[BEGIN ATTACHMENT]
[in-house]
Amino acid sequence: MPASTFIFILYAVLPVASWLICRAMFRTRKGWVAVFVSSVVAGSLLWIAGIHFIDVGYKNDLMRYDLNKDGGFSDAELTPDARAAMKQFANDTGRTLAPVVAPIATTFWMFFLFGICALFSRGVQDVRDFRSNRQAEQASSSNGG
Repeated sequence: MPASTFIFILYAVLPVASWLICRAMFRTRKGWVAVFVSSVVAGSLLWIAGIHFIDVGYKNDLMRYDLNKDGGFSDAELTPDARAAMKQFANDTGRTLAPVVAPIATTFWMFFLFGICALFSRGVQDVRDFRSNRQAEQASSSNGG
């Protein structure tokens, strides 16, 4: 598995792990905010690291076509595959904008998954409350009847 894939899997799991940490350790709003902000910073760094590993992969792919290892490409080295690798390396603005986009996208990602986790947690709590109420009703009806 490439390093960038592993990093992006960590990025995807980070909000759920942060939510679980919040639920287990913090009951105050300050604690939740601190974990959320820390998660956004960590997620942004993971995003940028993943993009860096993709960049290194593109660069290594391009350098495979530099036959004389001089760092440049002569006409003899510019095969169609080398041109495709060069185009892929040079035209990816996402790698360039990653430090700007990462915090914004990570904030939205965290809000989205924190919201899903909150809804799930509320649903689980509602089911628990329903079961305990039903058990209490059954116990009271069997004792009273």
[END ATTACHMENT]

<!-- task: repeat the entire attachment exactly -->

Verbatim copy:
[in-house]
Amino acid sequence: MPASTFIFILYAVLPVASWLICRAMFRTRKGWVAVFVSSVVAGSLLWIAGIHFIDVGYKNDLMRYDLNKDGGFSDAELTPDARAAMKQFANDTGRTLAPVVAPIATTFWMFFLFGICALFSRGVQDVRDFRSNRQAEQASSSNGG
Repeated sequence: MPASTFIFILYAVLPVASWLICRAMFRTRKGWVAVFVSSVVAGSLLWIAGIHFIDVGYKNDLMRYDLNKDGGFSDAELTPDARAAMKQFANDTGRTLAPVVAPIATTFWMFFLFGICALFSRGVQDVRDFRSNRQAEQASSSNGG
């Protein structure tokens, strides 16, 4: 598995792990905010690291076509595959904008998954409350009847 894939899997799991940490350790709003902000910073760094590993992969792919290892490409080295690798390396603005986009996208990602986790947690709590109420009703009806 490439390093960038592993990093992006960590990025995807980070909000759920942060939510679980919040639920287990913090009951105050300050604690939740601190974990959320820390998660956004960590997620942004993971995003940028993943993009860096993709960049290194593109660069290594391009350098495979530099036959004389001089760092440049002569006409003899510019095969169609080398041109495709060069185009892929040079035209990816996402790698360039990653430090700007990462915090914004990570904030939205965290809000989205924190919201899903909150809804799930509320649903689980509602089911628990329903079961305990039903058990209490059954116990009271069997004792009273």